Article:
At what age can you be diagnosed?

The most common age to be diagnosed is between 15 and 49, although rates in the UK are highest in males between 30 and 34. It should be noted that testicular cancer can occur at any age, so it is always important to check yourself and seek medical advice at the earliest opportunity.

What are the main barriers to diagnosis?

It’s important to realise that every person is different. Each person has a different body and pain threshold. You can be the toughest person on the outside but very fragile inside and that can affect how you react.

Men are notoriously bad at seeking help and, with an early diagnosis being so important, it is vital that men don’t let their pride get in the way.

It is also important to ensure men are educated on what to look for. There is a wealth of advice online and through speaking with your GP. Our workshops provide advice and medical props that allow you to experience exactly what a tumour would feel like.

Listen to your body, check yourself regularly and don’t ignore any symptoms.

How important is it to get an early diagnosis?

Early detection is vital. As with any ache, swelling or discomfort, you must visit your GP right away. If you feel you are not satisfied with their diagnosis, always demand a second opinion to be sure. Time frame is very important as leaving things too long can make things worse.

What are the types of symptoms you may experience?

Typical symptoms are a painless swelling or lump in one of the testicles, or any change in shape or texture of the testicles. The swelling or lump can be about the size of a pea but may be larger. Most lumps or swellings in the scrotum are not in the testicle and are not a sign of cancer, but they should never be ignored.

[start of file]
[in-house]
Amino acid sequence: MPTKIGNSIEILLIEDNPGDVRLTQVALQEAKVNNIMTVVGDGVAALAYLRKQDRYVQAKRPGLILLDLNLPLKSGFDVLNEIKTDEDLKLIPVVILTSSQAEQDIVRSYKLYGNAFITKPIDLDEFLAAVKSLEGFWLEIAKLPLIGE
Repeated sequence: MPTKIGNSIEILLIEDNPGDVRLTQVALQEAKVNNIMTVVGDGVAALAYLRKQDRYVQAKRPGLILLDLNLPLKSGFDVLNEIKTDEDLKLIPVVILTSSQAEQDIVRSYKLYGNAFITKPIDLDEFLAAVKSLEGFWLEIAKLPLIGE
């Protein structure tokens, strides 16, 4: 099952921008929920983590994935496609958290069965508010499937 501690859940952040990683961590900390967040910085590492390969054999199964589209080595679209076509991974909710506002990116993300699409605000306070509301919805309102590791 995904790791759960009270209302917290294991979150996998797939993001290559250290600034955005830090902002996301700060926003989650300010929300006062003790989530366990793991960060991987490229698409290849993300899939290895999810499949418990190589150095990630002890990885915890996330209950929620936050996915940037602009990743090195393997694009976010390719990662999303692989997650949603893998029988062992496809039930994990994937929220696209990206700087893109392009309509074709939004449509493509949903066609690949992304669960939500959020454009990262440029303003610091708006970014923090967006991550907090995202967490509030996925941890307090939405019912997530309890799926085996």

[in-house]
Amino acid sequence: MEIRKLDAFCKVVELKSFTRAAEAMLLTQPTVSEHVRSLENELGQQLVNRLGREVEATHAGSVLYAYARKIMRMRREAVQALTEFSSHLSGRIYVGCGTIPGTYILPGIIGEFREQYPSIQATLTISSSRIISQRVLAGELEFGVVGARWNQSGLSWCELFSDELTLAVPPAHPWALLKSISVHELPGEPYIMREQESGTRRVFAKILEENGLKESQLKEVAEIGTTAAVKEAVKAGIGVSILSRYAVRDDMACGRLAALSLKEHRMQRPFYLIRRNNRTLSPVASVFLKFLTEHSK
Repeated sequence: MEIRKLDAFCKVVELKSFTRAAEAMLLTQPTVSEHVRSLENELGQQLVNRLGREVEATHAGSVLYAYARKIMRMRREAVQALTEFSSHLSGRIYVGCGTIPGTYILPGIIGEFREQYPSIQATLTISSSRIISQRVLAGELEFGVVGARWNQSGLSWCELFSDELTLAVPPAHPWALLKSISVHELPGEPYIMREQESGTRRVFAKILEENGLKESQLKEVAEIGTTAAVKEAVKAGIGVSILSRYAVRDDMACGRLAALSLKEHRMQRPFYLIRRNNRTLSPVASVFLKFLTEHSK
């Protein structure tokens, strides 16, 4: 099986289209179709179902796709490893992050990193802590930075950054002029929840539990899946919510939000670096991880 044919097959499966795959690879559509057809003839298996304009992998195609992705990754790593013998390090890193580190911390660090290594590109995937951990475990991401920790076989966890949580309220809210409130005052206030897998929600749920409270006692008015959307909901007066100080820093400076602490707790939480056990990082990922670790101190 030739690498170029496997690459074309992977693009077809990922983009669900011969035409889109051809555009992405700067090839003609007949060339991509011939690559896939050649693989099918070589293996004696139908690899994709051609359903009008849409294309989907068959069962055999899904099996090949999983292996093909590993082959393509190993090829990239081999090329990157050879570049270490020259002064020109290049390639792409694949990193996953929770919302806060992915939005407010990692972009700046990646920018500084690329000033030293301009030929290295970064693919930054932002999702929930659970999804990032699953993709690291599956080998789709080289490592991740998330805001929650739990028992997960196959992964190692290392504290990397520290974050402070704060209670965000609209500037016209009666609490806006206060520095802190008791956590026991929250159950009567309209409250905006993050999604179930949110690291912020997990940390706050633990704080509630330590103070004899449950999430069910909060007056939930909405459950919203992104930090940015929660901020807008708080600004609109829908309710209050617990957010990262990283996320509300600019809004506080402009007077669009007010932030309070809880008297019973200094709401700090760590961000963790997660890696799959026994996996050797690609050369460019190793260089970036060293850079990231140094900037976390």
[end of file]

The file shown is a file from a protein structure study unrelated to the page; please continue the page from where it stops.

There are many other symptoms to look out for. It is possible to have them all at the same time or to only experience some of the following:

  • Headaches
  • Muscle aches in the groin
  • Loss of appetite/loss of weight
  • Blurred vision
  • Discomfort everywhere and especially around the lower back
  • Swelling around either or both testicles

For a comprehensive list of symptoms, you can visit https://www.nhs.uk/conditions/testicular-cancer/symptoms/

What can men do to ensure they achieve an early diagnosis?

The first, and simplest thing you can do is educate yourself on what to feel for, and to make sure you self-examine every day. If you notice anything unusual or have any other symptoms, it is vital you see your GP as soon as possible.

It is still important to remember that not all lumps are cancerous, but it is always safer to get checked. Your GP would much rather see you for a false alarm, than not see you at all and miss the opportunity of an early diagnosis.

In England & Wales, almost all men (99%) survive for a year or more after diagnosis and 98% survive 5 years or more.

If you have any concerns, you should consult your GP immediately. For further advice, information and support you can visit the following websites:

https://www.nhs.uk/conditions/testicular-cancer/

https://www.cancerresearchuk.org/about-cancer/testicular-cancer

https://www.macmillan.org.uk/cancer-information-and-support/testicular-cancer

https://www.testicularcanceruk.com/

https://orchid-cancer.org.uk/testicular-cancer/